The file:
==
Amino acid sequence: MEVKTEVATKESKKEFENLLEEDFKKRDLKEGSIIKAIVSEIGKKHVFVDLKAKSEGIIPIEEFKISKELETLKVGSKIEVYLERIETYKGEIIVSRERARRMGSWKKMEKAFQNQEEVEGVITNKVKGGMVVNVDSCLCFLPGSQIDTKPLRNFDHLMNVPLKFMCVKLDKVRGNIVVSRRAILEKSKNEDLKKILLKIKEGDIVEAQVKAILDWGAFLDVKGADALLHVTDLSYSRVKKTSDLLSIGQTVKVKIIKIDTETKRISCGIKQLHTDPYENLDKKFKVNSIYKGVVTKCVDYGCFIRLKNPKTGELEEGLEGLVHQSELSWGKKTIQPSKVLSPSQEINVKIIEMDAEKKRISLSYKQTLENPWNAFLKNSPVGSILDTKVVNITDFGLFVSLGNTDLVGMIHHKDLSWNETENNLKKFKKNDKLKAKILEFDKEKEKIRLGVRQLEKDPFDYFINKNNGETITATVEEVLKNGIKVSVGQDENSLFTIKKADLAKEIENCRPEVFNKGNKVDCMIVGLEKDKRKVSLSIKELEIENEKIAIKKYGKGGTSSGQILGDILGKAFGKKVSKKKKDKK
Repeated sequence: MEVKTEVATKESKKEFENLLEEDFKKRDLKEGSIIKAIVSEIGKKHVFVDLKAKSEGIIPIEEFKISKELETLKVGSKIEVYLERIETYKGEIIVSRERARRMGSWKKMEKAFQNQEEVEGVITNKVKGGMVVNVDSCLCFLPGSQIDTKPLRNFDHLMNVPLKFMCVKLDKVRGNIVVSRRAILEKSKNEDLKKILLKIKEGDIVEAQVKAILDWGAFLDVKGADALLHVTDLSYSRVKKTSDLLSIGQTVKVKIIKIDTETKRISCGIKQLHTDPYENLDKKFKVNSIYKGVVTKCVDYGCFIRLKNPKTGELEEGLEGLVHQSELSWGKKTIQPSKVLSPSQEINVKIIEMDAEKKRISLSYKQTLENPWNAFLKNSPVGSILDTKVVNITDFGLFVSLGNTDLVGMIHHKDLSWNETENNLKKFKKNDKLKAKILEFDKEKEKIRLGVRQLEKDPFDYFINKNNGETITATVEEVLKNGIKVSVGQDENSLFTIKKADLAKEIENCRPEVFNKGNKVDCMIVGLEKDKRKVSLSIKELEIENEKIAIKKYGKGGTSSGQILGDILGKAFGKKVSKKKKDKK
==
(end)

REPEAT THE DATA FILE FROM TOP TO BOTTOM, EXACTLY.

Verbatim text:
Amino acid sequence: MEVKTEVATKESKKEFENLLEEDFKKRDLKEGSIIKAIVSEIGKKHVFVDLKAKSEGIIPIEEFKISKELETLKVGSKIEVYLERIETYKGEIIVSRERARRMGSWKKMEKAFQNQEEVEGVITNKVKGGMVVNVDSCLCFLPGSQIDTKPLRNFDHLMNVPLKFMCVKLDKVRGNIVVSRRAILEKSKNEDLKKILLKIKEGDIVEAQVKAILDWGAFLDVKGADALLHVTDLSYSRVKKTSDLLSIGQTVKVKIIKIDTETKRISCGIKQLHTDPYENLDKKFKVNSIYKGVVTKCVDYGCFIRLKNPKTGELEEGLEGLVHQSELSWGKKTIQPSKVLSPSQEINVKIIEMDAEKKRISLSYKQTLENPWNAFLKNSPVGSILDTKVVNITDFGLFVSLGNTDLVGMIHHKDLSWNETENNLKKFKKNDKLKAKILEFDKEKEKIRLGVRQLEKDPFDYFINKNNGETITATVEEVLKNGIKVSVGQDENSLFTIKKADLAKEIENCRPEVFNKGNKVDCMIVGLEKDKRKVSLSIKELEIENEKIAIKKYGKGGTSSGQILGDILGKAFGKKVSKKKKDKK
Repeated sequence: MEVKTEVATKESKKEFENLLEEDFKKRDLKEGSIIKAIVSEIGKKHVFVDLKAKSEGIIPIEEFKISKELETLKVGSKIEVYLERIETYKGEIIVSRERARRMGSWKKMEKAFQNQEEVEGVITNKVKGGMVVNVDSCLCFLPGSQIDTKPLRNFDHLMNVPLKFMCVKLDKVRGNIVVSRRAILEKSKNEDLKKILLKIKEGDIVEAQVKAILDWGAFLDVKGADALLHVTDLSYSRVKKTSDLLSIGQTVKVKIIKIDTETKRISCGIKQLHTDPYENLDKKFKVNSIYKGVVTKCVDYGCFIRLKNPKTGELEEGLEGLVHQSELSWGKKTIQPSKVLSPSQEINVKIIEMDAEKKRISLSYKQTLENPWNAFLKNSPVGSILDTKVVNITDFGLFVSLGNTDLVGMIHHKDLSWNETENNLKKFKKNDKLKAKILEFDKEKEKIRLGVRQLEKDPFDYFINKNNGETITATVEEVLKNGIKVSVGQDENSLFTIKKADLAKEIENCRPEVFNKGNKVDCMIVGLEKDKRKVSLSIKELEIENEKIAIKKYGKGGTSSGQILGDILGKAFGKKVSKKKKDKK